My Jakarta: Paulus Panggabean, Hard Rock Cafe General Manager
by Zack Petersen
Paulus Panggabean lives the good life. He’s not exactly on vacation 24/7, but it’s close. As the general manager of Hard Rock, Paulus splits his time between Bali and Jakarta. He lives it up in two of the countries hottest spots, meeting the coolest people and listening to the best music—and he gets paid to do it.
The tattooed father of four sat down to quell our jealousy, talk about his favorite piece of Hard Rock nostalgia and let us in on the mystery surrounding the origin of the Hard Rock name.
Question: How many Hard Rock T-shirts do you have?
Paulus Panggabean: So many … I don’t even know. Hundreds.
Question: How did you land the job as general manager of Hard Rock?
Paulus Panggabean: I was working in Mulia Tower on Gatot Subroto and one day I read an advertisement that a Hard Rock was going to open here, and I love Hard Rock. Before that, I worked on a cruise ship and my roommate on the ship had worked at Hard Rock Singapore, so he told me the history of Hard Rock, everything about it. So when I went in for the interview, I impressed the GM from Singapore with how much I knew. I’d always dreamed of working at Hard Rock.
Question: Where and when did the first Hard Rock open?
Paulus Panggabean: In London, in Hyde Park, June 14, 1971. There are so many stories about Hard Rock and how it got the name. Two Americans living in London reckoned that the American food there at that time sucked, so they wanted to open a place that served good food and where the poor and the rich could hang out together, a place that treated everybody equally. Can you imagine that an ex-Rolls-Royce showroom serving greasy food across from Buckingham Palace became the most popular restaurant in London.
Questioner: And now they’re all over the world.
Paulus Panggabean: The Hard Rock logo is one of the 10 most recognized logos in the world. You know you have the Nike Swoosh, Coca-Cola and all that. The survey said that 85 percent of the people recognized the logo. Even if they weren’t sure exactly what it was, they recognized the logo.
Question: It must be rough flying from Jakarta to Bali all the time. People probably tell you every day how jealous they are of your job.
Paulus Panggabean: Yeah, it’s three weeks in Jakarta and one week in Bali. I’m blessed.
Question: What’s the difference between Hard Rock Bali and Hard Rock Jakarta?
Paulus Panggabean: The market is different in Bali; we get more tourists. Here it’s more regulars and repeat customers; we have more functions as well.
Question: How many tattoos do you have?
Paulus Panggabean: Actually I have 11 tattoos, but some of them are sleeves. I got my first tattoo when I was 22. There’s an Italian guy who comes to Bali every year. The next time he comes I’m going to get a Tibetan skull with flowers. I’ll have to do it in two sittings.
Question: What about the music that plays here at Hard Rock. Where does it come from? Do you guys make the playlist?
Paulus Panggabean: Every Hard Rock in the world is given the same playlist. We have this amazing machine called VDS, video data system, and it’s automatically downloading. It’s like a giant DVD player. Every night it automatically downloads or deletes videos. It just plays randomly. Some of the performances are really rare, they’re taken from Hard Rock live shows or other exclusive Hard Rock events.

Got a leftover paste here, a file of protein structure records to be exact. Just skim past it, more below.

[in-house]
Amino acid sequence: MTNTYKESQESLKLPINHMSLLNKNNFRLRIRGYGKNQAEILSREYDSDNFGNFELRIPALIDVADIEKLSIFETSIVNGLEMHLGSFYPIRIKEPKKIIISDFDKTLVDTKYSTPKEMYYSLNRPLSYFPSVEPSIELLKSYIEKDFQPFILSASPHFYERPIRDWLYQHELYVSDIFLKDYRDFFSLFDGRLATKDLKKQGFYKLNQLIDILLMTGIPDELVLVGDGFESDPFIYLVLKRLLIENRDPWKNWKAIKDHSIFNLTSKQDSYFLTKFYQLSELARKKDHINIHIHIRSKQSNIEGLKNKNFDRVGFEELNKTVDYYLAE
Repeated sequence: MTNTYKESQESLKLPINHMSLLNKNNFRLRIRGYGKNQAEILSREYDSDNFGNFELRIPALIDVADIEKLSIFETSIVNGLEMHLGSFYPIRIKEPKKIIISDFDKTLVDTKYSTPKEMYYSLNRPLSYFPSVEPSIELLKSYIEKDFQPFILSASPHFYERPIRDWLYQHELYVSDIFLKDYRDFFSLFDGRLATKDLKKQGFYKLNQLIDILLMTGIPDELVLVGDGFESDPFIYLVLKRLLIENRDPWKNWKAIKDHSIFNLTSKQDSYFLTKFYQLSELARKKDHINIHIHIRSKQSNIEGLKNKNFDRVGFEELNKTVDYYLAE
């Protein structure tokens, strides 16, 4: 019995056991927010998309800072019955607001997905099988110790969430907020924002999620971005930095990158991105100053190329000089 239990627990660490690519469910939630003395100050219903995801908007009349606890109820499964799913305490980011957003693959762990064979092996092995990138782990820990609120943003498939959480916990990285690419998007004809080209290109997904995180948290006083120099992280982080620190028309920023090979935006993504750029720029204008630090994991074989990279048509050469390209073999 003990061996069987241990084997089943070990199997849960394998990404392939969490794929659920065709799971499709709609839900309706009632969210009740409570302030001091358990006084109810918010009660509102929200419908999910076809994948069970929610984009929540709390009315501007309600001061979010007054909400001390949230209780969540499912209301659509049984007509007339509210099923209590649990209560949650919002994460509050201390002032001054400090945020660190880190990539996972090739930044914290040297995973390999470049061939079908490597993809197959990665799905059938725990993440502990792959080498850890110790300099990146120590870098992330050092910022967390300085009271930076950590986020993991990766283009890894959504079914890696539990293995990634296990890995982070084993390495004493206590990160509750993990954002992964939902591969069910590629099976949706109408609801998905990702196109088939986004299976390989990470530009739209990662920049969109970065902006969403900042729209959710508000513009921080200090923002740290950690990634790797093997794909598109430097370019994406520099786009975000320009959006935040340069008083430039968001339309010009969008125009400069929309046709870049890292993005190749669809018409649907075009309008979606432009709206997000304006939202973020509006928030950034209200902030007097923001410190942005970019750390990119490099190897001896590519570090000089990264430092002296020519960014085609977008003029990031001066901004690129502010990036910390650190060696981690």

Question: What is your favorite piece of nostalgia here?
Paulus Panggabean: I have a guitar from Steve Vai. I know him personally. He did a concert in Jakarta, he’s a cool guy. He used to play guitar for David Lee Roth, then he had a solo project and now he’s part of G3, he and Joe Satriani.
Question: You must get comments all the time on the rock memorabilia. What gets the most feedback?
Paulus Panggabean: They love the old stuff, you know, the legendary memorabilia. The young guys are amazed by the stuff from Jimi Hendrix and Kurt Cobain.
Question: When you’re not hanging out in Hard Rock, where do you go?
Paulus Panggabean: I love to go to Dragonfly and I like Blowfish.
Question: How often do you guys have concerts?
Paulus Panggabean: We have at least two concerts a month, but we have live music every night. We have a house band here.
Question: Do you ever get behind the bar and help out?
Paulus Panggabean: Yeah, if the restaurant gets really busy, I help out where I can. I used to be a bartender so it’s no problem.
Question: Where did the name Hard Rock come from?
Paulus Panggabean: There are so many theories about where the name came from. Hard rock was a popular form of music at the time. Another one is that it came from “The Flintstones,” because the cafe is called Bed Rock Cafe. And the third one is a parable. One of the Hard Rock founders [Isaac Tigrett] is a Sathya Sai Baba follower, and Sathya Sai Baba told Isaac everyone in the world is carrying one big boulder, but you chip away your problems and you have one tiny hard rock.
But I think the real story is that in 1970, before Hard Rock opened, The Doors put out an album and on the back cover there is a picture of the Morrison Hotel and underneath there is a door that says Hard Rock Cafe. That was a year before the opening.
Question: What is the next event you guys are hosting?
Paulus Panggabean: Here in Jakarta we have Dance Company on October 2, and on October 9 it’s Andra and The Backbone.
– Hard Rock To Storm The City
Filed under: Hard Rock Cafe, Hard Rock International, Isaac Tigrett, Love All Serve All, Paulus Panggabean, Rock n Roll, Sai Baba, sathya sai baba, The Doors, The Flintstones | Tagged: Baba, Bali, Cafe, Culture, God, Guitar, Hyderabad, India, Jakarta, Music, Restaurant, Rock, Sai, Zack Petersen |